If you feel tired, regularly suffer brain fog, or suddenly struggle with several seemingly-unrelated health issues at once, a build-up of toxins in the body may be to blame.

Everyone suffers from some degree of toxic build-up—it’s impossible to avoid it in a modern society—and the body is designed to detoxify automatically. However, millions of people today suffer symptoms caused by a constant onslaught of heavy metals, plastics and pesticides that surpass the body’s normal capacity to cleanse itself.

This toxic overload is not surprising considering studies show more than 80,000 chemicals have been released on the planet since World War II. Moreover, most people consume unhealthy foods that further diminishes the body’s capacity to detoxify.

Fortunately, there are powerful nutrients that can help—and one of the most potent is algae. Algae provides such potent detoxification benefits that it was used to help survivors of the atomic bombings of Japan in the 20th century and victims of nuclear power plant accidents in the 21st century.

Algae basics

Algae are a large and diverse group of photosynthetic, plant-like organisms that use chlorophyll in capturing light energy, but lack characteristic plant structures such as leaves, roots, flowers and seeds. Algae can grow in freshwater, saltwater, or a combination of both.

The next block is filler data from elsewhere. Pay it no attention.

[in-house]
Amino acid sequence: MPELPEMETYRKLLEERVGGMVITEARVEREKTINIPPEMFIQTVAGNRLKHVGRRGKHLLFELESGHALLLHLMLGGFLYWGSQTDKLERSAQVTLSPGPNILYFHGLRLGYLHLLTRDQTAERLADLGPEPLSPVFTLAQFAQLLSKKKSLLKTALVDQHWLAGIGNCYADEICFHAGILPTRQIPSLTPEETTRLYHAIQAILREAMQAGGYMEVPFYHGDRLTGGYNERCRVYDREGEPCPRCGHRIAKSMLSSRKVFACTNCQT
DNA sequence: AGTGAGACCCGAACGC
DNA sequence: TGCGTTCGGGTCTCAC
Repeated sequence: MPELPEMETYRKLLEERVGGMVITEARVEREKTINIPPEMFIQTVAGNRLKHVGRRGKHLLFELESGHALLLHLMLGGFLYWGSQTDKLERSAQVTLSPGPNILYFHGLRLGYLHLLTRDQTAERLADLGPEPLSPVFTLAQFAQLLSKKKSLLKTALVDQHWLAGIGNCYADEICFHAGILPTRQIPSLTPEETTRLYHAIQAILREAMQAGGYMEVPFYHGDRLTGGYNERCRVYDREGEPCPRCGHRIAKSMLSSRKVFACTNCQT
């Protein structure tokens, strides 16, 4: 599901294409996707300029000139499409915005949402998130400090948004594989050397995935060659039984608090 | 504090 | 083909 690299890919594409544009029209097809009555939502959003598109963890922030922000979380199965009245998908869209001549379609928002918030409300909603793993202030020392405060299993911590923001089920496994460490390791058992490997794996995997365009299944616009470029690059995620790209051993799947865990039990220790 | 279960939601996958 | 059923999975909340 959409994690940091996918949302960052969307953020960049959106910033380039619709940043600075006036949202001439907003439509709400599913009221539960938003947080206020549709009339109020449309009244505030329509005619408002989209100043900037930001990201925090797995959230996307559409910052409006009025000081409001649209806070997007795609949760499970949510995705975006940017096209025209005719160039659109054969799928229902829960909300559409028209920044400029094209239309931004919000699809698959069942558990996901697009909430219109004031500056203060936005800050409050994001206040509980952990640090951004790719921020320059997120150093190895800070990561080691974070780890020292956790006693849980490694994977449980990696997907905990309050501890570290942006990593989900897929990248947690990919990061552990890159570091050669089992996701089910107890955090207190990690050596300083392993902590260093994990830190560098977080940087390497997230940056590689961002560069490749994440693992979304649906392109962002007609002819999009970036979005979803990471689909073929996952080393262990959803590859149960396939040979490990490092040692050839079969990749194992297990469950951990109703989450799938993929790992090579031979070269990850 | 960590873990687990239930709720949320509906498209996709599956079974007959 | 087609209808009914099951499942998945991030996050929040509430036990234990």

Algae range from single-celled organisms to multi-cellular organisms with fairly complex differentiated forms. The large multi-cell forms in the oceans of the world are called “seaweed.” In short algae can range in size from microscopic to over 100 feet long.

In addition to acting as a binding agent to draw toxins out of the body, algae is extremely nutrient dense. Algae contains high concentrations of proteins, minerals, antioxidants and essential fatty acids. It even contains unique chemicals that have been shown to repair DNA. No wonder it’s referred to as a superfood.

The two algae strains that are best known in the sphere of nutritional supplementing are spirulina and chlorella. Spirulina is a blue-green algae that grows in saltwater conditions, while chlorella is solely green and grows in freshwater environments. Unlike seaweed, these two strains of algae do not contain iodine.


Spirulina is known for boosting energy, improving mental clarity, and reducing hunger. It contains a unique, water-based, antioxidant pigment called phycocyanin. This pigment has powerful neuroprotective and anti-inflammatory properties.

Spirulina also is rich in DHA (Docosahexaenoic acid) and GLA (gamma-Linolenic acid) essential fatty acids. GLA is an omega-6 fatty acid, but its metabolism in the body similar to that of Omega-3s—meaning it provides anti-inflammation, hormone-balancing and brain protection properties.

Spirulina was part of a regimen used to treat victims of the catastrophic nuclear accident at the Chernobyl Nuclear Power Plant in the former Soviet Union in 1986.

In fact, later, in the mid-1990’s, a Russian patent was granted for the use of spirulina as a specific immune enhancer in the treatment of children affected by the Chernobyl disaster.

Some of the research that led to granting the patent included testing done in 1990 in Belarus. This study concluded that spirulina consumption “promotes the evacuation of radioactive nucleotides from the body.”

Studies also showed that the consumption of spirulina reduced the radiation load of strontium and cesium that was ingested in contaminated foods.

The other alga

Going large